By doing so, we not only create a more comprehensive college experience for African American Bobcats, but we also make our school one that outputs  culturally-cognizant and effective members of society into the world. We only stand to stunt our own intellectual growth by resisting diversity on our campus. Addressing the demographics of our faculty just adds another example of why Bobcats are one step ahead of any other student body in Texas.

– Carrington Tatum is an electronic media sophomore


  1. Man call me crazy but I dont think that being “black” qualifies you for a job more than someone with a PhD… Im sure there are several people of all races/genders/ethnicity who would love a job teaching at the school. And Im also sure that if we were to focus on their race/gender/ethnicity, we would not be focusing on their qualifications which is, much, much more important when you are paying for…. I dont know… an education?

      • And Just FYI my point still stands. Just because you are black with a PhD doesnt make you any more qualified than being White or Asian with a PhD. By choosing to focus on a race of people you yourself are perpetrating the very racism you seek to fight.

  2. Sit down and shut up.

    Are you completely stupid? Do you have no ability to rationalize?

    America is roughly 70 percent people of European decent (white) the next largest demographic is black, then Hispanic followed by Asian.


    *[unless it absolutely calls for it, say for the purpose of trying to make an authentic feeling movie, it would be strange for an asian to play Marie Antoinette, or someone black playing Qin Shi Huang, or someone white playing Shakazulu] Unless you are doing it for “artistic” purposes and are ok with removing its authenticity, it is a free country you can express yourself how ever you want.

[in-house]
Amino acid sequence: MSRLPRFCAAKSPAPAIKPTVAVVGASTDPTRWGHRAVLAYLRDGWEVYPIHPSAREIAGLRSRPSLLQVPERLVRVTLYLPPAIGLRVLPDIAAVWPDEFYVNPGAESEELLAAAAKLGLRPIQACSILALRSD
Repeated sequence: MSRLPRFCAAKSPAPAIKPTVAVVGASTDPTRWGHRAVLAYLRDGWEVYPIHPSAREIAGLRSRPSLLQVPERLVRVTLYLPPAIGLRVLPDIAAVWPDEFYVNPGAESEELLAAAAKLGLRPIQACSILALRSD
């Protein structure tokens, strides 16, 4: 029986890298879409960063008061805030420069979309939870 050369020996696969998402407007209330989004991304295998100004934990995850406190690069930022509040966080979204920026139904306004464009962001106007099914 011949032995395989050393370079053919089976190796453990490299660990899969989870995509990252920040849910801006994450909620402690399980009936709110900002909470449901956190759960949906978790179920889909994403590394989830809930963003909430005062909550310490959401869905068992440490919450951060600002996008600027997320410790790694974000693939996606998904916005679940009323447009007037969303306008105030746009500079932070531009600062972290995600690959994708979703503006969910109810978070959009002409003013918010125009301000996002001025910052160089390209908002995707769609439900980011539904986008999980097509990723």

If you NEED a teacher who looks like you then you lack empathy and you would be the one who is racist. Education knows no race.

    The problem is mostly within the black community. Many, not all, but many people with in the black community do not care about or place high value on it. Instead many people insist on continuing playing as though a victim while not taking responsibility for their own actions and failures. Many parents do not set good examples for their kids and turn to drugs and or run away from their family.
    Instead of confronting those issues, which ARE serious issues within black communities many wish to continue to play helpless victims without seeking to better themselves.

    That is where the problem lies. If you want more black people in higher education, then become a professor! Be the change you want to see in the world… don’t complain and do nothing about it.

  3. 3 out of the 5 professors I have this semester are Asian, as a white person this is horribly oppressive, how can I possibly learn and succeed under these conditions?!?!?!

  4. Wrong. We need more PRESTIGIOUS professors at Texas State, whether they’re black, white, brown, yellow, green, orange, or red. One of my best mentors in high school (and currently) is a black football coach. I have always found it strange that we developed such a strong relationship. The reason for this is that he is a linebacker coach, and I played quarterback. Our skin being a different color is beyond irrelevant.